Originally Posted by SDW2001 View Post


    For me it's not so much about the look of old film. In fact, there is no comparison between old and new. HD is so much better it's not even funny.



    There's little perceptual difference between 35mm and 1080. However, 35mm is still higher resolution and has a better image in most respects.



    Low-bit, low-res is great, though. It's like a painting with broad, obvious brush strokes or a clock with exposed gears. People who prefer HD in all cases remind me of 8yo girls who put ketchup on everything.
  • Reply 10 of 51
    sdw2001sdw2001 Posts: 17,421member
    Quote:
    Originally Posted by giant View Post


    There's little perceptual difference between 35mm and 1080. However, 35mm is still higher resolution and has a better image in most respects.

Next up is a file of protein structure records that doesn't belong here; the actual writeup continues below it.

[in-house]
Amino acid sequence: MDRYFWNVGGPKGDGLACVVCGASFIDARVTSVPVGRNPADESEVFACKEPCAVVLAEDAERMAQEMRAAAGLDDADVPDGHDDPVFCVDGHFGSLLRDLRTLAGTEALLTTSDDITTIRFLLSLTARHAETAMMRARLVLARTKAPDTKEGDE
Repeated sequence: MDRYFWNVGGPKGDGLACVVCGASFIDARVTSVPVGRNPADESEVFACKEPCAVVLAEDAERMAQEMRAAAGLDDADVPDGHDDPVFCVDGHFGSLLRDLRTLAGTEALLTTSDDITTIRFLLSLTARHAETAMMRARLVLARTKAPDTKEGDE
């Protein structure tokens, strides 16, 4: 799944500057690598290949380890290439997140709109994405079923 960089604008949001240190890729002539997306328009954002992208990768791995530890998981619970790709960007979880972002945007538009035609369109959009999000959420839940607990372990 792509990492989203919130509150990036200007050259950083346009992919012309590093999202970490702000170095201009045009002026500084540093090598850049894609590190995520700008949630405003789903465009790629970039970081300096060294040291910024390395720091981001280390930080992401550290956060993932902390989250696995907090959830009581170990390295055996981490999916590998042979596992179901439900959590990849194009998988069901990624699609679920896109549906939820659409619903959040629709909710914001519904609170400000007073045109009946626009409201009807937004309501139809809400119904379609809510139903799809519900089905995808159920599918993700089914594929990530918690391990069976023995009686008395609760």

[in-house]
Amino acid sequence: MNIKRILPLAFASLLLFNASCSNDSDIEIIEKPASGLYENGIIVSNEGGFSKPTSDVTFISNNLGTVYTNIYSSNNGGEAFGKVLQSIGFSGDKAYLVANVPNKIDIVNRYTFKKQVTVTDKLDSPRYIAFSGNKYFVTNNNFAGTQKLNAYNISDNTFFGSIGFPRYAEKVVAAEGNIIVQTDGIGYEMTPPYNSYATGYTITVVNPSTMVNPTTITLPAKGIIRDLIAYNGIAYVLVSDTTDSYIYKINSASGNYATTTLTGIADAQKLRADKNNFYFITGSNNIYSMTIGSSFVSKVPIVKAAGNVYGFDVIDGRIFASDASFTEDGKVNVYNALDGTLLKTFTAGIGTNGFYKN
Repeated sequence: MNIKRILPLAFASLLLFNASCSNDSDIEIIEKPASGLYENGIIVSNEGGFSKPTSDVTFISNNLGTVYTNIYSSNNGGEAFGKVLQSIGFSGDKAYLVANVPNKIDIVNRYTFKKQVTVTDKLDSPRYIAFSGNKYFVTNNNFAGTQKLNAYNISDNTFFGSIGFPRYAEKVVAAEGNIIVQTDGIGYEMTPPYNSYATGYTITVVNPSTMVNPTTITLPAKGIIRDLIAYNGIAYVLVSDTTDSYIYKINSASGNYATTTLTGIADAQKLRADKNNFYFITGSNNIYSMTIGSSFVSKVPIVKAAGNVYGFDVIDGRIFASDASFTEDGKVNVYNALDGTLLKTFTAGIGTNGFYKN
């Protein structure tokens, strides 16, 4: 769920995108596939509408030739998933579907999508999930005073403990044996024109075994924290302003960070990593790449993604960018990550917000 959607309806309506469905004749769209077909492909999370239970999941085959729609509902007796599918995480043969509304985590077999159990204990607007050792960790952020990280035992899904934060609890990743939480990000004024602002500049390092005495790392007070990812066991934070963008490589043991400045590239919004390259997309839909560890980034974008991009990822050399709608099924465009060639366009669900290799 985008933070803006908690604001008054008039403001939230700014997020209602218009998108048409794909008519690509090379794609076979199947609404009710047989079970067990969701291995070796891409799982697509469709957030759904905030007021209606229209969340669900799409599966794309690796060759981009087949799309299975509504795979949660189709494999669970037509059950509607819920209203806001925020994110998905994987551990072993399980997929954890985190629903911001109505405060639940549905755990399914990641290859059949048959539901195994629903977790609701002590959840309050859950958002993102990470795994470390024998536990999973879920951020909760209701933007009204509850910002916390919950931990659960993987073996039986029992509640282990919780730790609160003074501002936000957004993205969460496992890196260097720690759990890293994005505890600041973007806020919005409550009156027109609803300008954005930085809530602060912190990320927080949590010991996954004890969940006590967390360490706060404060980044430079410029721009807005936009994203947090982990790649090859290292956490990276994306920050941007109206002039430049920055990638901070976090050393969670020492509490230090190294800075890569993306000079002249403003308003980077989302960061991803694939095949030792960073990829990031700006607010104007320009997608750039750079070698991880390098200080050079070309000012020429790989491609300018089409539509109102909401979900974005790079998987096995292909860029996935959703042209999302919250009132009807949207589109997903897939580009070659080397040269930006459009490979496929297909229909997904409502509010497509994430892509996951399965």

Low-bit, low-res is great, though. It's like a painting with broad, obvious brush strokes or a clock with exposed gears. People who prefer HD in all cases remind me of 8yo girls who put ketchup on everything.







    I probably should have been more clear. I really just mean grainy looking older film versus HD or even high quality newer film. I can't see why someone would want a copy of something that doesn't look as good. Think about older movies you've seen transferred to HD. They don't look incredible?
  • Reply 11 of 51
    iposteriposter Posts: 1,560member
    There is some point to what you're saying, but that post reminded me of a guy I worked with who was an aspriring musician with a band trying to get a label. He would swear up and down that vinyl records sound better than CD's. He said that CD/Digital takes all the 'character' out of the music, in other words, they are TOO perfect.



    You could apply the same arguments to the PS3 vs Wii thread, some people just aren't happy if it's not HD, even if the underlying quality of the game/movie is worse. Some of the best games I've played, and re-play, in my life are 2D sprite based games. (Bioware/Infinity Engine)
  • Reply 12 of 51
    addaboxaddabox Posts: 12,660member
    Just to throw another fish in the pot (wait, is that a real saying?):